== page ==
Woman lobbies for safe food

Source of Article:  http://www.bendbulletin.com/apps/pbcs.dll/article?AID=/20090430/NEWS0107/904300388/1001/NEWS01&nav_category=NEWS01


Bend mother goes to nation’s capitol to urge lawmakers for better oversight


By Keith Chu / The Bulletin


Published: April 30. 2009 4:00AM PST

WASHINGTON — Her day job is running a Bend children’s store, but Chrissy Christoferson played a lobbyist on Wednesday, when she stumped for beefed-up food safety laws on Capitol Hill.

Christoferson joined the food safety debate after her son, Beck, contracted salmonella in 2007 from a tainted batch of Veggie Booty, a health food snack made from rice, corn and other vegetables. He was 10 months old.

“You think you’re buying your child a healthy, wholesome snack,” Christoferson said.

On Wednesday, Christoferson, of Bend, and about a dozen other relatives of people who died or were sickened by contaminated food stumped for tighter regulations on food producers in the U.S. and food imported from abroad. The campaign, which is supported by a coalition of consumer advocacy groups, comes in the wake of a nationwide salmonella outbreak linked to contaminated peanuts and an FDA warning this month that raw alfalfa sprouts could carry salmonella.

When Beck first complained of an upset stomach, Christoferson thought he had the flu.

But when his symptoms got worse, including a fever and bloody diarrhea, Christoferson decided it was time to take Beck to the doctor.

After tests, the doctor determined it was salmonella poisoning.

“Diaper changing was excruciating for us for about a week,” she said.

But it took several weeks after that for state health officials to track the strain of salmonella to the Veggie Booty.

“I spent hours and hours reading labels in my pantry (and) talking on the phone,” Christoferson said.

Beck, now nearly 3 years old, shows no ill effects from the salmonella, Christoferson said.

But some children do suffer lasting damage from food-borne illnesses.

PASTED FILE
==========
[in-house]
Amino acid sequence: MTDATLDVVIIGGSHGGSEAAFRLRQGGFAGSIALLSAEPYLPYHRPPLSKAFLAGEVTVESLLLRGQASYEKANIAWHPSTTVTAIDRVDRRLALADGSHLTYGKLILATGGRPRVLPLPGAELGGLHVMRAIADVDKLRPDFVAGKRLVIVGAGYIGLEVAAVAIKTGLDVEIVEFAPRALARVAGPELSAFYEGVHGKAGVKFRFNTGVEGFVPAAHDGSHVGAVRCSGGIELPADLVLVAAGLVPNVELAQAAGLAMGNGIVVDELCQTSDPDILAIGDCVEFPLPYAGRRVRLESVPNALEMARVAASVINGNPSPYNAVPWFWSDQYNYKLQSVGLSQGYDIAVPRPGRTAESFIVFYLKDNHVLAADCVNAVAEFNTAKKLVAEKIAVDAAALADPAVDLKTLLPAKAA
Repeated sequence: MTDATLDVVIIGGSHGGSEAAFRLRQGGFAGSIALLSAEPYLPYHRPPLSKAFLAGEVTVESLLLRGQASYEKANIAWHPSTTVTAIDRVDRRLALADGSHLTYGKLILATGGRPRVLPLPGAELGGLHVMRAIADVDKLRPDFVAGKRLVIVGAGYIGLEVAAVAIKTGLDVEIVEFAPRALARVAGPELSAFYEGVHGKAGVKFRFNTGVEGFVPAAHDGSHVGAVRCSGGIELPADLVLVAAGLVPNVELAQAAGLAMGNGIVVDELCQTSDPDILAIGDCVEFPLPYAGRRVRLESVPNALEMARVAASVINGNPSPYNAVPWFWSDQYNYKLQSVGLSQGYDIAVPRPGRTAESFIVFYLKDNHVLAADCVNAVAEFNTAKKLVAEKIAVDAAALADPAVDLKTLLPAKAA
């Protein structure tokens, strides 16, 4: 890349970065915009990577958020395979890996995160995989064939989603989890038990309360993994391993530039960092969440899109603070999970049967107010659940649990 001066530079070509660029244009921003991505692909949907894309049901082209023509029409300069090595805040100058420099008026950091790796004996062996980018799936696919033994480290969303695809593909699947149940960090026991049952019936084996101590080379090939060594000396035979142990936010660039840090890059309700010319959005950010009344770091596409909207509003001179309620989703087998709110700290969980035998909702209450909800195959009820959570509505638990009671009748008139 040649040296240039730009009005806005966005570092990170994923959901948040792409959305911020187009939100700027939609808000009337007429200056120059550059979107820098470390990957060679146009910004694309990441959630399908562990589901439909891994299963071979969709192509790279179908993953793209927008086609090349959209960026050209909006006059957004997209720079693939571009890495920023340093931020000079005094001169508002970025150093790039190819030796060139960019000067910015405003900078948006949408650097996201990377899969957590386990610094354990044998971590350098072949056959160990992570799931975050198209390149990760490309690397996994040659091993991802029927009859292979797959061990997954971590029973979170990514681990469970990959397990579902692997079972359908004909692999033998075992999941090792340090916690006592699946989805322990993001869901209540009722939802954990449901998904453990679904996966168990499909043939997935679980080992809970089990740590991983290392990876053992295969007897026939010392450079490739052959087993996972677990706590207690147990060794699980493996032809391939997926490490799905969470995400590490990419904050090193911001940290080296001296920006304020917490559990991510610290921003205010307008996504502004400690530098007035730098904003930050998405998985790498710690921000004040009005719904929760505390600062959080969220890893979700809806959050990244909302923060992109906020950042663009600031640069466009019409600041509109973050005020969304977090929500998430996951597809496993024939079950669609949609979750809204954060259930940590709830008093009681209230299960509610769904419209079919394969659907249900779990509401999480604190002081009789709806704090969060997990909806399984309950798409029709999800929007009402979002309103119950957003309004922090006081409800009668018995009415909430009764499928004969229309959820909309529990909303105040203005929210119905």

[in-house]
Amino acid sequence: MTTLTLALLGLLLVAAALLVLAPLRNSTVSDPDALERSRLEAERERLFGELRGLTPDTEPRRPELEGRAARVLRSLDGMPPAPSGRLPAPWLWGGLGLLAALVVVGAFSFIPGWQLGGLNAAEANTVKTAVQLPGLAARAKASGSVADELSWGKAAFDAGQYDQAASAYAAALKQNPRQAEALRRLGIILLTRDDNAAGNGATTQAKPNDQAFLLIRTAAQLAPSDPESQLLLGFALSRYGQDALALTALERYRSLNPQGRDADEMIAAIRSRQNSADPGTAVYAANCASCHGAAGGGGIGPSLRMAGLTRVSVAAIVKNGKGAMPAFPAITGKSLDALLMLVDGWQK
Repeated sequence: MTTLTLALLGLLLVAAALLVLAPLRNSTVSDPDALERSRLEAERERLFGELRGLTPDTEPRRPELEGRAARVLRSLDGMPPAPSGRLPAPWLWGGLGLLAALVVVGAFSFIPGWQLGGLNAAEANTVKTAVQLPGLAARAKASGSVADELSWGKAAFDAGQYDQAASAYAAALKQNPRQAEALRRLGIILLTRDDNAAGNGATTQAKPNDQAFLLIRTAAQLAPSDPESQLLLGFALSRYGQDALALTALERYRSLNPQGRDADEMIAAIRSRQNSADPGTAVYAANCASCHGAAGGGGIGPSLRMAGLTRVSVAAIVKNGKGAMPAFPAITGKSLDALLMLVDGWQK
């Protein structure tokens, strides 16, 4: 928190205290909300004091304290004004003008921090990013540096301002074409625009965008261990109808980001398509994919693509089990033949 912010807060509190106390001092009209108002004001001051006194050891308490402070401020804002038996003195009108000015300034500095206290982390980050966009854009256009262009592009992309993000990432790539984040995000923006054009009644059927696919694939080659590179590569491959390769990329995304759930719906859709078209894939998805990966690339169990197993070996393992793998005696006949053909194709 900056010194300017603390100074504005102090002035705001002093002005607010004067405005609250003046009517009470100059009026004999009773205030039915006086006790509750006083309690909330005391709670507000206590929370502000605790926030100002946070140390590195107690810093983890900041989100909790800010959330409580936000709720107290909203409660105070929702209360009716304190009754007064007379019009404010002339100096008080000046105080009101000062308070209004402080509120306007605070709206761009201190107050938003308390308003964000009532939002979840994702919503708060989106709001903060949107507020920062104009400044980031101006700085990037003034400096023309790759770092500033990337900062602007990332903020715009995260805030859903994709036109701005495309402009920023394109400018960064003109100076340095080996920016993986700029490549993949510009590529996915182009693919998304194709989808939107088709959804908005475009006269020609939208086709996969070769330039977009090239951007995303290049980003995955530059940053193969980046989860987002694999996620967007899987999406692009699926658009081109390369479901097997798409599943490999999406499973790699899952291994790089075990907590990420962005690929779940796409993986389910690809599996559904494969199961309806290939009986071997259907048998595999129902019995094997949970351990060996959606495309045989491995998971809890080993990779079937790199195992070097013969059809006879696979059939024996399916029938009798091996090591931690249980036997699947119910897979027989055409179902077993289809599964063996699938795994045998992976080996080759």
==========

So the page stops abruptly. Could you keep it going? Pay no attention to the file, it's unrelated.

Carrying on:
“Every time he’s got a stomachache, I’ve got to wonder,” she said.

Christoferson contacted food safety groups to make Beck available for any studies about the long-term effects of childhood salmonella exposure. But instead, they asked her if she wanted to tell her story to lawmakers.

“My initial thought was they would call me in 10 years, and he’d be part of a long-term study,” she said.

She was shocked when she learned about the U.S. food safety system. Perhaps most upsetting to her is the fact that the U.S. Food and Drug Administration doesn’t have the power to force recalls of tainted food.

“That just floored me when I found that out,” Christoferson said. “That’s amazing to me.”

On Wednesday, she appeared at a news conference with Reps. Rosa DeLauro, D-Conn., and Henry Waxman, D-Calif., promoting DeLauro’s bill to overhaul U.S. food safety regulations, including creating a new agency to oversee food safety.

Rep. Greg Walden, R-Hood River, drew attention in February for grilling the CEO of a firm responsible for releasing salmonella-contaminated peanuts that were traced to hundreds of illnesses. In an interview on Wednesday, Walden said food safety rules need to be strengthened, but he thinks the DeLauro bill may be too onerous to implement.

Walden has signed on to a similar, but more conservative, bill sponsored by Rep. Jim Costa, D-Calif., and Adam Putnam, R-Fla. That bill also would give the FDA power to enforce mandatory recalls of tainted food and allow inspectors to demand testing records.

“It probably represents a more practical approach,” Walden said.

But he agrees that now is the time to push reforms.

“The timing is pretty good to come up with a better system,” he said.

Christoferson said she can sympathize with the harm that poorly written rules can do to businesses. Her Bend store, Stone Soup, was doing big business reselling children’s toys and clothing before the Consumer Product Safety Improvement Act went into effect this year. The law created tough new rules requiring testing for lead in products for kids, she said.

But Christoferson said food is different than clothes.

“You don’t have a choice about eating,” she said.



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